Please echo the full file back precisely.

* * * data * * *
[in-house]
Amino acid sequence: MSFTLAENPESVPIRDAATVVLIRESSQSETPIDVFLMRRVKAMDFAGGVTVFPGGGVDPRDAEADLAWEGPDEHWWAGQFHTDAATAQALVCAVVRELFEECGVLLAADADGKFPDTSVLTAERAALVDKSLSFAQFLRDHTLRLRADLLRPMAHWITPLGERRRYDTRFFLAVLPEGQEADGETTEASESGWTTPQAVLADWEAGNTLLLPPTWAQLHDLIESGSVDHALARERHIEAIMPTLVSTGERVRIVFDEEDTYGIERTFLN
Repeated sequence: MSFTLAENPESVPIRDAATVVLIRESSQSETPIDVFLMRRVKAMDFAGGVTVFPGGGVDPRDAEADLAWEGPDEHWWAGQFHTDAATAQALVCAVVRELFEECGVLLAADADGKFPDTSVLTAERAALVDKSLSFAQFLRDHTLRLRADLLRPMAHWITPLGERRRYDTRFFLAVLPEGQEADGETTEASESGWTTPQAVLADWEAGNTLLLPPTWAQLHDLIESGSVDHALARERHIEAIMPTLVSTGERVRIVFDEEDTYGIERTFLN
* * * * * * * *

[in-house]
Amino acid sequence: MSFTLAENPESVPIRDAATVVLIRESSQSETPIDVFLMRRVKAMDFAGGVTVFPGGGVDPRDAEADLAWEGPDEHWWAGQFHTDAATAQALVCAVVRELFEECGVLLAADADGKFPDTSVLTAERAALVDKSLSFAQFLRDHTLRLRADLLRPMAHWITPLGERRRYDTRFFLAVLPEGQEADGETTEASESGWTTPQAVLADWEAGNTLLLPPTWAQLHDLIESGSVDHALARERHIEAIMPTLVSTGERVRIVFDEEDTYGIERTFLN
Repeated sequence: MSFTLAENPESVPIRDAATVVLIRESSQSETPIDVFLMRRVKAMDFAGGVTVFPGGGVDPRDAEADLAWEGPDEHWWAGQFHTDAATAQALVCAVVRELFEECGVLLAADADGKFPDTSVLTAERAALVDKSLSFAQFLRDHTLRLRADLLRPMAHWITPLGERRRYDTRFFLAVLPEGQEADGETTEASESGWTTPQAVLADWEAGNTLLLPPTWAQLHDLIESGSVDHALARERHIEAIMPTLVSTGERVRIVFDEEDTYGIERTFLN